London Loop Walk 2:
Chigwell to Noak Hill
28 January 2006
Having enjoyed the first of my
London Loop walks,
from Enfield Lock to Chigwell, this morning I continued from Chigwell, doing
section 20 and half of section 21, ending at Noak Hill.
Ye Old Kings Head in Chigwell is said to be the most famous pub in Essex, and
featured in Charles' Dickens Barnaby Rudge, where it is described as
having "more gable-ends than a lazy man would care to count on a sunny day". The
pub was a favoured haunt of Dick Turpin the highwayman. They used to do a jolly
good carvery too - but as I haven't eaten here for some years, I can't comment
on whether it still does.
St Mary's church in Chigwell, site of a quarter-peal outing by the
St Andrew's bellringers a few
Horses come to greet Stephen and George as we leave Chigwell
George on Pudding Lane
Considering how urban the area feels when driving the Essex/London borders, the
walk today was remarkably and almost completely rural.
Fields between Chigwell and Chigwell Row. This small section of the London Loop
shares the route of the Three Forests Way.
The reservoir at Chigwell Row waterworks
The yellow-brick building is the chapel which gives this road its name
Having run the gauntlet of the A1112 Romford Road dual carriageway and its
ice-covered pavements, George and Stephen enter Hainault Forest Country Park, a
Site of Special Scientific Interest. One of the LOOP's subtitles is "the M25 for
walkers", and this phrase came to me as we walked along this track. Quite a
contrast with its namesake.
Young birch trees in Hainault Forest Country Park
Art in the forest
A lake in the country park
Navigating through Hainault Forest Golf Course, we walk along the Mile
Plantation, following the yellow-striped trees.
Golfers on this beautiful morning
Emerging from the trees, the yellow markers and waymarker posts completely
disappeared, just when we needed them most.
However, we found our way out of the golf course and across this field
Looking back to Park Farm
"Dogs beware" says the sign...
...but George looks fairly relaxed
Climbing onto the ridge on the edge of Havering Country Park, we look across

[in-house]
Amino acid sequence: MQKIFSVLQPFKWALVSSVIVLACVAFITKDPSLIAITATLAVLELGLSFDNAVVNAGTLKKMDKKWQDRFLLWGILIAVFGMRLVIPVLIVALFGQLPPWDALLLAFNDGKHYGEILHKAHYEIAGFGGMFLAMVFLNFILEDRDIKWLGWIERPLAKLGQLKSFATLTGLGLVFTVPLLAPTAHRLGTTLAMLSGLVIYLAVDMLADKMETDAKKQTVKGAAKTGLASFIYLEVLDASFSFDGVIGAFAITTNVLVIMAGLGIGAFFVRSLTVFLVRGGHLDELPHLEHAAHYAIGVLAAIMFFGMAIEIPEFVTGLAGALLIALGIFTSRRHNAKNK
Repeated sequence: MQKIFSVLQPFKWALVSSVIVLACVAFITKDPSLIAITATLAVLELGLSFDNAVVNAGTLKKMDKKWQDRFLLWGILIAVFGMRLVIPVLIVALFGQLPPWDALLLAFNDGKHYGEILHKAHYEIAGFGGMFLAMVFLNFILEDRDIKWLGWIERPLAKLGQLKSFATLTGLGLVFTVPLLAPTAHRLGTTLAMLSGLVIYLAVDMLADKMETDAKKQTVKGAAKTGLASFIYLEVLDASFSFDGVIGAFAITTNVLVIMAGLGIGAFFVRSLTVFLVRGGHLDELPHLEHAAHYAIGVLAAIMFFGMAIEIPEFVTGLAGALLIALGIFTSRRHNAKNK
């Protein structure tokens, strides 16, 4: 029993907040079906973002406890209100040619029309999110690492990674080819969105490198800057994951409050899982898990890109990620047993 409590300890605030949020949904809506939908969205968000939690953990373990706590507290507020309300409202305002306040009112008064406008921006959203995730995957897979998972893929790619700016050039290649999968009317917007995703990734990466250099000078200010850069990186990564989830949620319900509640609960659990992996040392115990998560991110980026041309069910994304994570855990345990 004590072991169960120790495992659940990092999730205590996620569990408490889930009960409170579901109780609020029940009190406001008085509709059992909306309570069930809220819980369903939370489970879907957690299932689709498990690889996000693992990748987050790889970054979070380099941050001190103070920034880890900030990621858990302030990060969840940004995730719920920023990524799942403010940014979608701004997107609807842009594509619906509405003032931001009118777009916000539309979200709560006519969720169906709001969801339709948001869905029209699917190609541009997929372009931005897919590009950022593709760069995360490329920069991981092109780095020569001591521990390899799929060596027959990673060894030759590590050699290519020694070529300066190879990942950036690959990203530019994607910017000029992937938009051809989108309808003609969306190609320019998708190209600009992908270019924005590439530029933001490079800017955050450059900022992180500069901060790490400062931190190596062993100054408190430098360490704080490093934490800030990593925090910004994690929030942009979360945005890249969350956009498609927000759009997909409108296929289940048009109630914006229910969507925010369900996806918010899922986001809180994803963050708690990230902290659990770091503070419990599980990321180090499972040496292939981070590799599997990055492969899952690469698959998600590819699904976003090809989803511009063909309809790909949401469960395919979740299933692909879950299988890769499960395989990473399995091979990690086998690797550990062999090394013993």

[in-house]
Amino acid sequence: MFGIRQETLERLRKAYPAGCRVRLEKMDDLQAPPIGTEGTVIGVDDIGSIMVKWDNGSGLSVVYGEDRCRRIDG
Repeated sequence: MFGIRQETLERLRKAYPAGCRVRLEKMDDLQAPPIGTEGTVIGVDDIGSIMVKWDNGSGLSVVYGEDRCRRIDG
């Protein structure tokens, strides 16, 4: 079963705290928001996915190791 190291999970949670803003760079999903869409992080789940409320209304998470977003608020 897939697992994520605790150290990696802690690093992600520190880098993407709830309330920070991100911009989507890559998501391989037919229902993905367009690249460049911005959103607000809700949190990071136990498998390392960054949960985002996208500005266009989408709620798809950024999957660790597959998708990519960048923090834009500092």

Havering Park to Park Farm again
Walking along Wellingtonia Avenue, these sequoia trees tower overhead. Planted
in the 19th century, they will perhaps for future generations eventually rival
their native relations in California where they can live for over 2000 years,
growing up to 110 metres high and 7 metres in diameter.
Passing an equestrian centre, we arrive at the village green at Havering, just
about the end of section 20, and time for a short break on a handy bench. A
royal palace once stood where the green now is: Edward the Confessor established
a holy retreat, followed by William The Conqueror and King John with hunting
lodges. A royal palace gradually developed, but was last used by Charles I, and
now no trace remains.
The church with its unusual tower: the archway at the bottom goes right through
Houses on the village green
Roundhouse Farm: the Round House was once the home of Joseph Hardwick Pemberton,
a famous rose breeder. The round building seen here is a water tower built in
1934: the real roundhouse is 200 metres to the west. (Thanks to Adam Bootle for
Heading across Pyrgo Park
These gate posts are all that remains of another royal palace, at Pyrgo.
More horses. A noticeable feature of this walk so far is what a large proportion
of "agricultural" land is devoted to horses.
Just after this I met my first fellow LOOP walker. He'd started at the official
start point at Erith, and so was nearing completion, though he seemed to have
made a good deal more wrong turns than I so far. I've used the free leaflets
provided by The Access
Company which are good, though unfortunately as I write this they are out of print for
stages. These confidently state that "the route is well marked" which is
something of a unjustified generalisation. The quality of the waymarking is variable, with
that by Epping Forest District Council being poor (with not a single mark seen
between Chigwell and Chigwell Row), while that by the London Borough of Havering
An enjoyable morning: next time onwards around Romford to Upminster.
Section 20: 10.1km, 2 hours 45 minutes, 201 metres of ascent
Section 21 (first half) to Noak Hill: 3.7km, 55 minutes, 19 metres of ascent